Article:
Returning Columba is cloaked in history!

The cloak work by St Columba
The cloak work by St Columba
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St Columba is returning to Derry - for a special one-off appearance.

The Columba Community of Prayer and Reconciliation has organised a pageant at the Guildhall on Thursday to mark their 30th anniversary.

And St Columba - alias actor Shaun Coyle - complete with a cloak worthy of the great man himself, will be taking centre stage.

The cloak was made by designer Mary O’Donnell who says it is exactly what columba would have worn.

“The wool in the cloak is hand-spun and the wool edging is made from black sheep and it was given its green colouring from a dying process using lichen from rocks,” she says.

The ‘Columba Then and Now’ pageant is being held on Thursday from 4-6pm in Guildhall Square.

It will depict aspects of Columba’s life from his legendary battle with the Loch Ness monster to his missionary work in Iona.

It is a collaboration between the Columba Community, the Playhouse Theatre and the University of Ulster choir, who will bring over 200 local schoolchildren and local actors to the stage.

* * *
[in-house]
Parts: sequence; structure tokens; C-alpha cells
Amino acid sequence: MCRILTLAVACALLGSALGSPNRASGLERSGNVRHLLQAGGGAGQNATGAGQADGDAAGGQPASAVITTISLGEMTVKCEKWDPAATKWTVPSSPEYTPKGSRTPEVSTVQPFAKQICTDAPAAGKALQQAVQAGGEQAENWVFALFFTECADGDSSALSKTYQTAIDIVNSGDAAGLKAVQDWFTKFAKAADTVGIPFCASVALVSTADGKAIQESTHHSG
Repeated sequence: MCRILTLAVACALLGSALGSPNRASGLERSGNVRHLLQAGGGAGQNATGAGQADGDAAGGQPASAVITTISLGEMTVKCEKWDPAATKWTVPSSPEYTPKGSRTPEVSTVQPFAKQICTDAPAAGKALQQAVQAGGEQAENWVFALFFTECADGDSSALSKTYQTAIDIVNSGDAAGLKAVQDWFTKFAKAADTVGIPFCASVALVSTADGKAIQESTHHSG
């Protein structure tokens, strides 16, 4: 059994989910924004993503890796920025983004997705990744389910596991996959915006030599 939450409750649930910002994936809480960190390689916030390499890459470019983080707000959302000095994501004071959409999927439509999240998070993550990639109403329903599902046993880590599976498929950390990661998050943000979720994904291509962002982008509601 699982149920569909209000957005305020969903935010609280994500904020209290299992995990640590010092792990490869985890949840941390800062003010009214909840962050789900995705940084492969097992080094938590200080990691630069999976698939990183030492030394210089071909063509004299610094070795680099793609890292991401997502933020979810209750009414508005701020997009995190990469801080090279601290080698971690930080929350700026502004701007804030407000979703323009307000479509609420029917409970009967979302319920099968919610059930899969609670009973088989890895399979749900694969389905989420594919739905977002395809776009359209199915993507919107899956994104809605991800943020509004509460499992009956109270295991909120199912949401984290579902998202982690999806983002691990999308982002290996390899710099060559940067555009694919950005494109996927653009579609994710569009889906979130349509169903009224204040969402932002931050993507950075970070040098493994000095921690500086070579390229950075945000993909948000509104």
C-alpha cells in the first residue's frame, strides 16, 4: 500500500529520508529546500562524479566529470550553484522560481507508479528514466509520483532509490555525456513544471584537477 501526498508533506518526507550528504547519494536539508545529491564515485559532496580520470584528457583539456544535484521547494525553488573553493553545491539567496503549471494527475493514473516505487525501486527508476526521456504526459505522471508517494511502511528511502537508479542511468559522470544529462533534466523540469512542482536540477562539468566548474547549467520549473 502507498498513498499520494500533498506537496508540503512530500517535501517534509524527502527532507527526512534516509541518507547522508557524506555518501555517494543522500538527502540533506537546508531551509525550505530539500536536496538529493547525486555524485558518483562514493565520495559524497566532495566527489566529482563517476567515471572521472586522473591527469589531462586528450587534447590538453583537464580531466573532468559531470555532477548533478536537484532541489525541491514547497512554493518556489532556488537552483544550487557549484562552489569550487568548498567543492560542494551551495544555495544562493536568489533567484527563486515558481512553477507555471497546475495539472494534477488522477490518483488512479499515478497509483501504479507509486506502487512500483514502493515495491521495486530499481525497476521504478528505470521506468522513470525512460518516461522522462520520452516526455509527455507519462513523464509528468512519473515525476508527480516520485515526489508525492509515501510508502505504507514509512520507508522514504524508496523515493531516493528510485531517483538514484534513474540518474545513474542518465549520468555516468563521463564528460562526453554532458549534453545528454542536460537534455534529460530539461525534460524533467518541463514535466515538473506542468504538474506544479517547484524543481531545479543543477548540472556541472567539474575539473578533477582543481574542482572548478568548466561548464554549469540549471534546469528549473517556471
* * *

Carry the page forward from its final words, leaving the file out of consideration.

Director of the Columba Community Fr Neal Carlin said: “For many years we have neglected to pay tribute to a great patron and found of this city.

“Columba was the first of the great pilgrim monks to leave Ireland and evangelise Britain and Europe during the golden age of Ireland in the sixth to ninth centuries.

“In him we have a common Christian heritage and as Roman Catholic, Celtic Irish, Presbyterian, Celtic Scottish or from the Anglican traditional we owe a great deal to vibrant Christian monastic tradition which once earned us the title of the Island of Saints and Scholars.”

The pageant’s director Mary Murphy said working with such creative people was a privilege.

“There is something so appropriate about producing a pageant based on the life of Columba: our foundational saint,” she said.

“A sixth century man, he is also a man for our times: a poet, a saint, an academic; a man who, through pride and arrogance, was instrumental in engendering a war, but was also capable of experiencing devastating remorse.

Pauline Ross, director of the Playhouse Theatre, paid tribute to the schools taking part in the pageant, ‘’It will be great to see such a cross-community event taking centre stage in the city,’ she said.